Really, would you like your future sexuality (or proposed lack thereof) to be read into the legislative record?

    (And by the way, encouraging such statements does little to persuade detractors from thinking that opposition to this bill is based much more on morals than on the actual safety of the child in question.)

  18. Erick et al,

    Here are just a few things that may influence Balfour’s decisions. Will research Individual Corporate Officers, Opaque PACS and associated Law Firms at a later date. Sorry to bother you guys with underlying facts:

    Candidate Name: Balfour II, Donald Kenneth
    State Senate District 9
    Sought Reports Registration Information
    FilerID Office C2006000169
    Year 2006 State Senate
    District 9

    Merck & Co. Inc.
    Dupont-Merck Plaza
    Wilmington, DE 19880-1988
    Monetary $500.00

    Philip Morris USA, Inc.
    120 Park Ave.
    New York, NY 10017-1001
    Monetary $1,000.00

    200 Wilmont Rd.
    Deerfield, IL 60015
    Monetary $1,000.00

    Pharmacy Services Taxable, Inc.
    213 Third St. P.O. Box 63
    Macon, GA 31088
    Monetary $2,000.00

    Abbott Laboratories PAC
    100 Abbott Park Rd.
    Abbott Park, IL 60064-6028
    Monetary $500.00

    Genentech, Inc.
    P.O. Box 9030
    San Francisco, CA 94083-9030
    Monetary $250.00

    GlaxoSmithKline, Inc.
    P.O. Box 13681
    Philadelphia, PA 19101-3661
    Monetary $1,000.00

    Bayer Corporation
    100 Bayer Rd.
    Pittsburgh, GA 15205
    Monetary $500.00

    Bristol-Myers Squibb Company
    P.O. Box 840769
    Houston, GA 77284
    Monetary $1,000.00

    GlaxoSmithKline, Inc.
    P.O. Box 13681
    Philadelphia, GA 19101-3661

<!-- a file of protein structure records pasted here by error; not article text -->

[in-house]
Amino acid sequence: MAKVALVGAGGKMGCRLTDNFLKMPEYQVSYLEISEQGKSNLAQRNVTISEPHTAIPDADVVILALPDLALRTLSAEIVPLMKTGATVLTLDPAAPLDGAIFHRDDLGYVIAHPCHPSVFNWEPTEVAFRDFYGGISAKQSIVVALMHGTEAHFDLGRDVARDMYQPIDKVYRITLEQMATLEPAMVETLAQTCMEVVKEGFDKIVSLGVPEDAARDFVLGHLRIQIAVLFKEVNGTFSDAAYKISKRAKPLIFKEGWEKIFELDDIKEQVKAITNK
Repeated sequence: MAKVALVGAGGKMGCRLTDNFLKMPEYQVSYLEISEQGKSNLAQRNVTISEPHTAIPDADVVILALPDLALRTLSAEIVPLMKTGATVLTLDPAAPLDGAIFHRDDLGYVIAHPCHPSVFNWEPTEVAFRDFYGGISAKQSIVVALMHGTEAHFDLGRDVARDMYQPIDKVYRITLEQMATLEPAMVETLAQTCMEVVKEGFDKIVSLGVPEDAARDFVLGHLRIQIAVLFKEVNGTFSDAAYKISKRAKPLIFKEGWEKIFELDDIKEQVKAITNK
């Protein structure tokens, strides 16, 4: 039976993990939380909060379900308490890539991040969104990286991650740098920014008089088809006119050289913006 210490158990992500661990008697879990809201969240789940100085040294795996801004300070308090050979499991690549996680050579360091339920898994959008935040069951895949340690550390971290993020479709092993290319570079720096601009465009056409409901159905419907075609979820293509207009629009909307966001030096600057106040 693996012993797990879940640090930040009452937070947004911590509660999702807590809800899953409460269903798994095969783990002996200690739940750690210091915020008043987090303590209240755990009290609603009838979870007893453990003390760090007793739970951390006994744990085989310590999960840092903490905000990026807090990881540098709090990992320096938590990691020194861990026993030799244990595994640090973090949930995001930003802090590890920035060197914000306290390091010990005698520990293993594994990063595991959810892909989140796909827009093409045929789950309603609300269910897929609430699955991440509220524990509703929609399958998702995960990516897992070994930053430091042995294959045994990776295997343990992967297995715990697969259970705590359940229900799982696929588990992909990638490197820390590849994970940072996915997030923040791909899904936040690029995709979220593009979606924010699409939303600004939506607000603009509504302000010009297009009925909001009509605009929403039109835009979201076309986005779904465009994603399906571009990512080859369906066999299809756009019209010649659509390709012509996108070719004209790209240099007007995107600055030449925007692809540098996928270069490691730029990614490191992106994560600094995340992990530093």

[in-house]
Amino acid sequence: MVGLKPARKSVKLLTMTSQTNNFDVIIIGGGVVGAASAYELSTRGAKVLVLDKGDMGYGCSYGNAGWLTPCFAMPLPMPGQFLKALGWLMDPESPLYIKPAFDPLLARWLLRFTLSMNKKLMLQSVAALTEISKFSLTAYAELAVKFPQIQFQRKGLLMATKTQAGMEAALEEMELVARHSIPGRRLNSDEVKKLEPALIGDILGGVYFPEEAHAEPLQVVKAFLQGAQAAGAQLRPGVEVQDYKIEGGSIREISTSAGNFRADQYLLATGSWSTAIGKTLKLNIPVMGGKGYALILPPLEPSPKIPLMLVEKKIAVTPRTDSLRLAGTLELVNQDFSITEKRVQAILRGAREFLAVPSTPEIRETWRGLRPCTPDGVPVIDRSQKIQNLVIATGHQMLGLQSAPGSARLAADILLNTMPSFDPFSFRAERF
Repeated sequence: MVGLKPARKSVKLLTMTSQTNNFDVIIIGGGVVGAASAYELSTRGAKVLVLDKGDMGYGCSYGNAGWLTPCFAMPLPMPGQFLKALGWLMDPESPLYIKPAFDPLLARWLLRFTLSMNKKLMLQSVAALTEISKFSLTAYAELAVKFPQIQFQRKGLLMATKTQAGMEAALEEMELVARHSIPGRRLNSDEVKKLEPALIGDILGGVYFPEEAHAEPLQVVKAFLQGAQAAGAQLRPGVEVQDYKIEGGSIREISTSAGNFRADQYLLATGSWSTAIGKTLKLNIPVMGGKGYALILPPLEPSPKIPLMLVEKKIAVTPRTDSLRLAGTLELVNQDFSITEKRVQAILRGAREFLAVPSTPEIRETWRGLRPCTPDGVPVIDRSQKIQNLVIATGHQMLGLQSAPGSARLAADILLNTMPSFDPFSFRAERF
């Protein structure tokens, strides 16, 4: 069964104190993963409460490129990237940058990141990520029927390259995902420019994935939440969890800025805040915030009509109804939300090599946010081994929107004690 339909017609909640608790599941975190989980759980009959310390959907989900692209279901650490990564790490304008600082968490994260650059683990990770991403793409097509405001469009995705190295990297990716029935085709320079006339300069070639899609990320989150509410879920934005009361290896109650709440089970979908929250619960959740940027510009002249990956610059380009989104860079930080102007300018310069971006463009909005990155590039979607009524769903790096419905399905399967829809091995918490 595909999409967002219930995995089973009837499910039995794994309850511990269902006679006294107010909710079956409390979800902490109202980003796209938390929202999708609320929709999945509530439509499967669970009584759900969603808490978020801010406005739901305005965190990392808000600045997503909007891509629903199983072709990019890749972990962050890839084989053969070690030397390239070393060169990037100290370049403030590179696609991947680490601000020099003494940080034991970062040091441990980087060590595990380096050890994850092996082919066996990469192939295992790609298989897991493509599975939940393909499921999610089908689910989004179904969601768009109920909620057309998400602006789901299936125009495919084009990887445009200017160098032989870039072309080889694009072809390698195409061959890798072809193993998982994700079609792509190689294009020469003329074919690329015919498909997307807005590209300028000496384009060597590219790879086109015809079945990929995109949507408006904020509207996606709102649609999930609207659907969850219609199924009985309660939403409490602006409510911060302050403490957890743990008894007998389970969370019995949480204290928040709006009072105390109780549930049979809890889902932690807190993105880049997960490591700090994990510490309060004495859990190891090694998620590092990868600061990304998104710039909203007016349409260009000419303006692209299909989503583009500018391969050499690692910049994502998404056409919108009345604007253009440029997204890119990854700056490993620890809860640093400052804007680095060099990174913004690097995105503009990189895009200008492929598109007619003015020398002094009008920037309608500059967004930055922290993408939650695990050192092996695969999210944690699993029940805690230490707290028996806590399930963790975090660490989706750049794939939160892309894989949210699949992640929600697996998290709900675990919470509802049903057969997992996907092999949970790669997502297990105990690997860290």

Monetary $1,000.00

    Novartis Corp.
    One Health Plaza
    East Hanover, GA 07936-0793
    Monetary $500.00

    Pharmaceutical Research and Manufacturers of Ameri
    1100- 15th Street, NW
    Washington D.C., GA 20005
    Monetary $500.00

    1) Pharmacy Services Taxable, Inc.
    213 Third St. P.O. Box 63
    Macon, GA 31088
    Monetary $500.00

    2) Pharmacy Services Taxable, Inc.
    213 Third St. P.O. Box 63
    Macon, GA 31088
    Monetary $500.00

    Waffle House
    5986 Financial Dr.
    Norcross, GA 30071-2949
    Monetary $2,000.00

    Titlemax Management
    15 Bull St.
    Savannah, GA 31401
    Monetary $1,000.00

    Posted on HPV topic: 10:30a.m. 2/28/07 on Peach Pundit but Erick would not let it go through. This is a repost under the “Stop Balfour Topic”

  19. Bill Simon says:


    Get a damn sense of humor…Shafer was cracking a JOKE!

    Freakin’ Liberals…you folks never WILL get a sense of humor, will you? Always wrapped-up in your own navel, aren’t ya?

  20. grabbingsand says:

    Bill, come on.

    When you or I or anyone else that doesn’t hold political office makes a comment like that, it is a joke. But when it is said by an elected official during a politically-charged discussion or debate, one that counts on the swaying of public opinion to maintain merit, jokes like that one take on a potency. Because wisecracks are easier to repeat and pass along than actual discussion or length policy. They’re portable.